A new study finds walleye in the Mississippi River are consistently exposed to emerging contaminants such as pharmaceuticals. But the chemicals are apparently not affecting reproduction of the state's iconic sport fish.
A broad range of chemicals can cause male fish to take on female characteristics. An earlier study of bass in the Mississippi found many male bass were developing female reproductive organs.
Researchers at St. Cloud State University wanted to know if those chemicals are affecting the reproduction of walleye, as well. So they collected walleye for three years at six locations on the Mississippi River, from Bemidji to Lake Pepin.
They examined the male walleye to see if reproductive organs were feminized, and also looked for genetic changes.
"We did not see anatomical changes, and we also did not see genetic differences between these fish that we would relate to emerging contaminants," said Heikko Schoenfuss, director of the university's Aquatic Toxicology Laboratory.
The results were surprising, he said.
Because male bass in the Mississippi were feminized, Schoenfuss hypothesized something similar would happen to walleye.
"I was anticipating a stronger response in walleye than we observed," Schoenfuss said. "I was expecting ... reproductive organs would be altered, and potentially even the genetic diversity would be altered."
It's clear from the research that walleye in the Mississippi are exposed to emerging contaminants. The compounds that affect fish reproduction were found in all locations, even areas upstream of city sewage treatment plants.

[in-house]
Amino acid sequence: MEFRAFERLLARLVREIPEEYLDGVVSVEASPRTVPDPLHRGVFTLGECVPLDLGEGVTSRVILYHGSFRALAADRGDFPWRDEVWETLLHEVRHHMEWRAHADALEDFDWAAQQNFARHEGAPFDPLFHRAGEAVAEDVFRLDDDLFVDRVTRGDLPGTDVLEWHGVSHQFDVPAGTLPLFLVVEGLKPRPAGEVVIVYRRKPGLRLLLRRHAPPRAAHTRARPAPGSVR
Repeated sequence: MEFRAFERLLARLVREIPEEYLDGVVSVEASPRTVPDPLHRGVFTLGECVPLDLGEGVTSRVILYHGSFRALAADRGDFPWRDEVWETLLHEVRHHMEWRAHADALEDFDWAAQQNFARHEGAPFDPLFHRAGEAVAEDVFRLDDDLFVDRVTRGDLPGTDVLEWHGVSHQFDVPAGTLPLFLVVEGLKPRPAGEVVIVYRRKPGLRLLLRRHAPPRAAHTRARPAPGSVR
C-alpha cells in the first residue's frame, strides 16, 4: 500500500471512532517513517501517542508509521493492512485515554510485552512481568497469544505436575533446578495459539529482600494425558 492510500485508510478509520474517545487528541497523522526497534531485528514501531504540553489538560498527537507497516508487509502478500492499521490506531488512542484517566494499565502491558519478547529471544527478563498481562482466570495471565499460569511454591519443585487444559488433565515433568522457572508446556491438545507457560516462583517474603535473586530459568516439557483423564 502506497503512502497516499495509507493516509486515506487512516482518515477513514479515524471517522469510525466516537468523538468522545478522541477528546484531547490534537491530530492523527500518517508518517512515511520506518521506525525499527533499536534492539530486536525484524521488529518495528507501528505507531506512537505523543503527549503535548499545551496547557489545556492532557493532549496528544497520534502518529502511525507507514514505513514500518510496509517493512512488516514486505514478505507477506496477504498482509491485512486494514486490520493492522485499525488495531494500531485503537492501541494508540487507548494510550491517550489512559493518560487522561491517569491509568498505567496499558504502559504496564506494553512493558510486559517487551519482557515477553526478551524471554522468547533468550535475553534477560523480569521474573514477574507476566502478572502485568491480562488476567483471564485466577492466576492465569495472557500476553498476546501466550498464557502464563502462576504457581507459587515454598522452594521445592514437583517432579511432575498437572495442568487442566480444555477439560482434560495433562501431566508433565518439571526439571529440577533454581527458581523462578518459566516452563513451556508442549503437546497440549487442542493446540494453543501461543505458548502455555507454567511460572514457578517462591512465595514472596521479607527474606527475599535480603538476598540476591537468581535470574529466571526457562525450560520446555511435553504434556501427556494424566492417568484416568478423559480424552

The male walleye were all producing vitellogenin, a protein related to egg development in females. Finding that protein in male fish is a biological marker which shows they've been exposed to chemicals and pharmaceuticals.
But Schoenfuss said while that exposure alters the reproductive organs of bass, it does not have the same effect on walleye.
"We don't know exactly why walleye are less sensitive, apparently, to these compounds, but it is good news for walleye in the Mississippi River," he said. "It does not alleviate all of my concerns -- or many of my concerns, because we still do not understand why different species of fish act differently."
Schoenfuss said it is important for researchers to understand biological differences in sensitivity to protect the aquatic ecosystem.
That means a study of one species of fish can't be used to generalize about the effects of emerging contaminants on all fish, Schoefuss said.
Although the study is good news for walleye, it raises some critical questions about further research.
"What species do we need to look at in particular because they are so sensitive?" Schoefuss asked. "Are there sentinel species we need to study because they are the most likely ones to be hurt by these compounds? And are we looking at the right species of fish in the first place?"
Researchers around the country are trying to answer those questions.
Current studies are looking at how different amounts of contamination affect fish and how very low levels of chemicals might affect the genetic makeup of fish.